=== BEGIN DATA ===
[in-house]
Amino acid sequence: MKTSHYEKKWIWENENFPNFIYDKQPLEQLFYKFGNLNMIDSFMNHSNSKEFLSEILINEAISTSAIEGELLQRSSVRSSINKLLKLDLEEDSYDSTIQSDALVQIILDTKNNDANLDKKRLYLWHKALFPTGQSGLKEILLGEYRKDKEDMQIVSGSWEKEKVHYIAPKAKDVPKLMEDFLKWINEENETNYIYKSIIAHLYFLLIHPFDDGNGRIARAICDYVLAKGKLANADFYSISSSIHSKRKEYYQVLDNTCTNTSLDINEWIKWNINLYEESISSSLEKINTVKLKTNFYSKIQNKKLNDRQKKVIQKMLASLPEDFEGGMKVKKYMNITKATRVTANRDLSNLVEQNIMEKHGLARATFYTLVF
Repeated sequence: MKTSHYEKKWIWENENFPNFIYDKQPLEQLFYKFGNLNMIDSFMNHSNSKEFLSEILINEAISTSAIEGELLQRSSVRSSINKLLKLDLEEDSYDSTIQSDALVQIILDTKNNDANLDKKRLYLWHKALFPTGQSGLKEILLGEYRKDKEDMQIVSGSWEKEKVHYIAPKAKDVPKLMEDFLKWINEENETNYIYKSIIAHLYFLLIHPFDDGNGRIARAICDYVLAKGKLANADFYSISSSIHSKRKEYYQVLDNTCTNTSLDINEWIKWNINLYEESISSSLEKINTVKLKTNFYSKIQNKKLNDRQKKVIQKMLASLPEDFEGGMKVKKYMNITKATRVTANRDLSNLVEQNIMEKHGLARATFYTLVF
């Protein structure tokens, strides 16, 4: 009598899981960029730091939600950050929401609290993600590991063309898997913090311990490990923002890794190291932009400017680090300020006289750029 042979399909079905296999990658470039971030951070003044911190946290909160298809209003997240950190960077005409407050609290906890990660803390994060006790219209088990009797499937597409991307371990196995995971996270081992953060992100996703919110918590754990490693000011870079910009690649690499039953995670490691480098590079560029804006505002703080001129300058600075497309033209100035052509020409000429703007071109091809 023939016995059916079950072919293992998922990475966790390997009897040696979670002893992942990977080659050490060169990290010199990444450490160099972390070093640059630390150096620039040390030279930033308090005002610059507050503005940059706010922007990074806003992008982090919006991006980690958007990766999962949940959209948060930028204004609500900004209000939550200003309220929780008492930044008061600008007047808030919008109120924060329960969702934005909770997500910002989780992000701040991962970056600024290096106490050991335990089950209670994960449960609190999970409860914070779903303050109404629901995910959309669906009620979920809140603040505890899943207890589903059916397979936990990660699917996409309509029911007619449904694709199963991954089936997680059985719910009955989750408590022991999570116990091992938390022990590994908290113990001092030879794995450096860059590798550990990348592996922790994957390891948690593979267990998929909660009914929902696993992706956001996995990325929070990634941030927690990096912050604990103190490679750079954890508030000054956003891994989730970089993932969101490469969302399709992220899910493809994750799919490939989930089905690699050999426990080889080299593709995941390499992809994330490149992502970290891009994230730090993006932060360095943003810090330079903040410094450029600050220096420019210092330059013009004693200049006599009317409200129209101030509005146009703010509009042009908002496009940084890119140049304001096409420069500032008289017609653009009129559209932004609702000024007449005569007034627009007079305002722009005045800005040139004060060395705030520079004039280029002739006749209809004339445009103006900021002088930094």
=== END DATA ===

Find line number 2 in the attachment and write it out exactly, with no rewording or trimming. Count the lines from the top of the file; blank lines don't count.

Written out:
Amino acid sequence: MKTSHYEKKWIWENENFPNFIYDKQPLEQLFYKFGNLNMIDSFMNHSNSKEFLSEILINEAISTSAIEGELLQRSSVRSSINKLLKLDLEEDSYDSTIQSDALVQIILDTKNNDANLDKKRLYLWHKALFPTGQSGLKEILLGEYRKDKEDMQIVSGSWEKEKVHYIAPKAKDVPKLMEDFLKWINEENETNYIYKSIIAHLYFLLIHPFDDGNGRIARAICDYVLAKGKLANADFYSISSSIHSKRKEYYQVLDNTCTNTSLDINEWIKWNINLYEESISSSLEKINTVKLKTNFYSKIQNKKLNDRQKKVIQKMLASLPEDFEGGMKVKKYMNITKATRVTANRDLSNLVEQNIMEKHGLARATFYTLVF